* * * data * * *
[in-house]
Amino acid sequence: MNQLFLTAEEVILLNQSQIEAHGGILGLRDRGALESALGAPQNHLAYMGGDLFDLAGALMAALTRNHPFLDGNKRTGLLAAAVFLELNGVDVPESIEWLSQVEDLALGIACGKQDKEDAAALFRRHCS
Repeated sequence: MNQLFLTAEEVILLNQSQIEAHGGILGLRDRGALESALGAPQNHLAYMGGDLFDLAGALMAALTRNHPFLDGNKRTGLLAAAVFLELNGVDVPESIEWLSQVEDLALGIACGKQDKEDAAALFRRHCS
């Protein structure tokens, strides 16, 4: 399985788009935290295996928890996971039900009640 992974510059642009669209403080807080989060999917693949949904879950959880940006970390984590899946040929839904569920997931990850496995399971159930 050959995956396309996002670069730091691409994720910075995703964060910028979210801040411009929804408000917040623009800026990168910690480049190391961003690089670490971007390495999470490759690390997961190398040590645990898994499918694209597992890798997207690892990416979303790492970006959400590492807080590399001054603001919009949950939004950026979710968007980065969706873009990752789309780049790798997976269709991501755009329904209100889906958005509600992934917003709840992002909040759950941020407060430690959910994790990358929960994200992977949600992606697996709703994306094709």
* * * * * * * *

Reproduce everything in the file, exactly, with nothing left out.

[in-house]
Amino acid sequence: MNQLFLTAEEVILLNQSQIEAHGGILGLRDRGALESALGAPQNHLAYMGGDLFDLAGALMAALTRNHPFLDGNKRTGLLAAAVFLELNGVDVPESIEWLSQVEDLALGIACGKQDKEDAAALFRRHCS
Repeated sequence: MNQLFLTAEEVILLNQSQIEAHGGILGLRDRGALESALGAPQNHLAYMGGDLFDLAGALMAALTRNHPFLDGNKRTGLLAAAVFLELNGVDVPESIEWLSQVEDLALGIACGKQDKEDAAALFRRHCS
């Protein structure tokens, strides 16, 4: 399985788009935290295996928890996971039900009640 992974510059642009669209403080807080989060999917693949949904879950959880940006970390984590899946040929839904569920997931990850496995399971159930 050959995956396309996002670069730091691409994720910075995703964060910028979210801040411009929804408000917040623009800026990168910690480049190391961003690089670490971007390495999470490759690390997961190398040590645990898994499918694209597992890798997207690892990416979303790492970006959400590492807080590399001054603001919009949950939004950026979710968007980065969706873009990752789309780049790798997976269709991501755009329904209100889906958005509600992934917003709840992002909040759950941020407060430690959910994790990358929960994200992977949600992606697996709703994306094709």